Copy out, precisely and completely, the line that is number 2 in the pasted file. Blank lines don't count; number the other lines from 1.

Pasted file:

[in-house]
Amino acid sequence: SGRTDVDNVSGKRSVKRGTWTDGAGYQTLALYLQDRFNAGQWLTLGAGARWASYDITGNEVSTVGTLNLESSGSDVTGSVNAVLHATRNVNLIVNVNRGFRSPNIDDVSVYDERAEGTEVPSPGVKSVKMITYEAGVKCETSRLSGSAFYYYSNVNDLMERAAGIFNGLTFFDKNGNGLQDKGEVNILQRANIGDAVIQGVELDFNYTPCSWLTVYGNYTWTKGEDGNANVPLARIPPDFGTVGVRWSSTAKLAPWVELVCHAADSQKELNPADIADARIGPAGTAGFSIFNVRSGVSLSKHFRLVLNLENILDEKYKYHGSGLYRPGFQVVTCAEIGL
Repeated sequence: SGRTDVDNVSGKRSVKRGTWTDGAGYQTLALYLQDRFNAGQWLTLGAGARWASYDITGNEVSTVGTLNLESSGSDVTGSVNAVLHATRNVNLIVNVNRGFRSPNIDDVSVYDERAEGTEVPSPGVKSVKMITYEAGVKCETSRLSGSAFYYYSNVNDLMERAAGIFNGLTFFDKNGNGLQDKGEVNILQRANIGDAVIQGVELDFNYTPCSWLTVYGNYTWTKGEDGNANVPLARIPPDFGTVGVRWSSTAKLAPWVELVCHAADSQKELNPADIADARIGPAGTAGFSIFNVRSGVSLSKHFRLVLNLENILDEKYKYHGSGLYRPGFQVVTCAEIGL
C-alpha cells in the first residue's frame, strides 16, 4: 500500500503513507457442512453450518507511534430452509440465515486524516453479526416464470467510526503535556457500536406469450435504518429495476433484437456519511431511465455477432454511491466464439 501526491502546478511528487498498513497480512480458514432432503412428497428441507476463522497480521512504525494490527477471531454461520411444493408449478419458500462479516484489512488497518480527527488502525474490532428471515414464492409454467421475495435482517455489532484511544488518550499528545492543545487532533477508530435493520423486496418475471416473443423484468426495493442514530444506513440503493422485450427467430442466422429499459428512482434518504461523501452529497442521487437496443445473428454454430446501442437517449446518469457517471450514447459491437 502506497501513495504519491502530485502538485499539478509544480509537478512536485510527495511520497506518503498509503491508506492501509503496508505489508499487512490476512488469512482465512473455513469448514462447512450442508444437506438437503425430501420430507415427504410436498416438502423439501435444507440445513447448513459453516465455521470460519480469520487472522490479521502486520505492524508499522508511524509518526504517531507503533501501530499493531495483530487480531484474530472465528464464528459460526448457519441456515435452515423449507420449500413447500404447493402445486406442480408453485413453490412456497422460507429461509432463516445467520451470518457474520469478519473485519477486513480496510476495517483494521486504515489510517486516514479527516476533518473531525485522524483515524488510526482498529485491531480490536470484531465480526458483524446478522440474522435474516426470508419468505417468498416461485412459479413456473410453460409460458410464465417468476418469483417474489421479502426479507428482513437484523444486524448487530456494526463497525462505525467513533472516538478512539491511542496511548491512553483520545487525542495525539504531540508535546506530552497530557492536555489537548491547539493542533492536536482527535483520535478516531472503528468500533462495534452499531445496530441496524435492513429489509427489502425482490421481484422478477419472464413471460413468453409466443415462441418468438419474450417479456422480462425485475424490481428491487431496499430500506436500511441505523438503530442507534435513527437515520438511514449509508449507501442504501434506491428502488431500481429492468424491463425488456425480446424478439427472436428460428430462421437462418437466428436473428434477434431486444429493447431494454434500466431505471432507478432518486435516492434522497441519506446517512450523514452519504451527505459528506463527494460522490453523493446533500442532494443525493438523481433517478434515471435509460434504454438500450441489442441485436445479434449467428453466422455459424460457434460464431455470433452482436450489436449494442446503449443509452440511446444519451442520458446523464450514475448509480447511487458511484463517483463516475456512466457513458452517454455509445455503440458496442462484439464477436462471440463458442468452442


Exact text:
Amino acid sequence: SGRTDVDNVSGKRSVKRGTWTDGAGYQTLALYLQDRFNAGQWLTLGAGARWASYDITGNEVSTVGTLNLESSGSDVTGSVNAVLHATRNVNLIVNVNRGFRSPNIDDVSVYDERAEGTEVPSPGVKSVKMITYEAGVKCETSRLSGSAFYYYSNVNDLMERAAGIFNGLTFFDKNGNGLQDKGEVNILQRANIGDAVIQGVELDFNYTPCSWLTVYGNYTWTKGEDGNANVPLARIPPDFGTVGVRWSSTAKLAPWVELVCHAADSQKELNPADIADARIGPAGTAGFSIFNVRSGVSLSKHFRLVLNLENILDEKYKYHGSGLYRPGFQVVTCAEIGL